If you are a hard worker and competent, you will have so much work, you won’t know what to do.

    When I was in the USN, I was talking to a job boss on one of the ships in overhaul. He told me that they could not find a welder who was worth a damn. Finally, they found one and the welder was set. Good work, always available, and with a can do attitude. He never had to look for a job.

Recently, Oklahoma tried to pass a sales tax increase. It was pushed by the universities (Boren at OU) as giving K-12 teachers a raise. Once you looked at the actual distribution of the tax, the universities were getting the most, with no direction as to use of the new funds.

The vo-tech system was scheduled to get about 1% of the funds, if I remember correctly.

It was defeated though it would have had a better chance if more was directed to K-12 and vo-tech systems and keep the universities out of it.

This is why Im a fan of the Singaporean education system. If you are struggling at school they will take you out of the system and place you in to a polyptech type institution so you can learn a skill and be useful as an adult!

I keep telling my youngest that she would be better off learning a trade, like plumbing, so she can charge £100 an hour working when she wants instead of following me in to finance and having to work 24/7 at the whim of others.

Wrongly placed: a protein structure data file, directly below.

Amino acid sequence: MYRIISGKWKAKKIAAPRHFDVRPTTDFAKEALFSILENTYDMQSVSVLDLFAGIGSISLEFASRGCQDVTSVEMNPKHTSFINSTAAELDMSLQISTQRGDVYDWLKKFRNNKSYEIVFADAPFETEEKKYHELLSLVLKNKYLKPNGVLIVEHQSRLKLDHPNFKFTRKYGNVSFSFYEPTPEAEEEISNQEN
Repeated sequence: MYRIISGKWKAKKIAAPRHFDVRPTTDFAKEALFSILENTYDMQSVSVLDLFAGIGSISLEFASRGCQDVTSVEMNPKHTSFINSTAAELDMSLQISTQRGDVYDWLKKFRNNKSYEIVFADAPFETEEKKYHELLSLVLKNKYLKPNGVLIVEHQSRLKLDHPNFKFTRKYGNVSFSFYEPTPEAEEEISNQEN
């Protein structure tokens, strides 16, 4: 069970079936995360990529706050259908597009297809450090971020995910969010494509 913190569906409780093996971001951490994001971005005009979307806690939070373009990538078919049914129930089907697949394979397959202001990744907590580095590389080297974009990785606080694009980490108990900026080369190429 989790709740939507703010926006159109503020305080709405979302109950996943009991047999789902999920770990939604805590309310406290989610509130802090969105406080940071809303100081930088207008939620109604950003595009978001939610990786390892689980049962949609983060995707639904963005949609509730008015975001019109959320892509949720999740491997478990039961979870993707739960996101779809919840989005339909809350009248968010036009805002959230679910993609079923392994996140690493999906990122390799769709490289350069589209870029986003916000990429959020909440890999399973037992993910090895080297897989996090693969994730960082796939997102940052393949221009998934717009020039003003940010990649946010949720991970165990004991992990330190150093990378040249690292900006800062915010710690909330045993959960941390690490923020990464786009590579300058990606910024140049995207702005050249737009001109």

The problem with that education tracking system is that the government makes the decision as to your field of study – very much like the old Soviet system.

    Remember when they selected the best athletes to be trained for the Olympic teams? Likewise, the smart ones were tracked to be doctors and academics. Not smart, then off to the farms and factories.

      JLSpeidel in reply to Liz. | September 5, 2017 at 1:32 pm

      They actually used to test the muscle fibers of each athlete to find the best sport. Distance runners have a higher ratio of slow twitch fibers than your sprinters which have a higher ratio of the fast twitch. Think power vs endurance.

I’m afraid we’re pretty far down that hole.

In high school I took all the science classes, all the math classes, and all the shop classes. Not the way to be popular at parties, but they had some pretty cool stuff—engine lathes, of course, but also vertical mills and even an antique horizontal shaper. Heavy iron as far as the eye could see. And this was a backwoods school; we were so far out in the woods we didn’t even have a Chess Club.

I took a look at the old place a couple of years ago—not so much as a hammer in sight. Nobody there seemed to be oriented toward doing anything. Or even aware that such a thing was possible.

Sic transit stupor mundi. Not exactly what I’d call “progress”.

I went to a trade school back in 1978 about a year after I got out of the Marines. Six years later I was a journeyman electrician running my own sub-division for one of the largest engineering companies in Dallas Tx. Of course I think if I was going to do it over, I’d take the machinist courses. There’s a lot of good money in operating lathes and mills.

    Ragspierre in reply to robertsgunshop. | September 4, 2017 at 9:40 am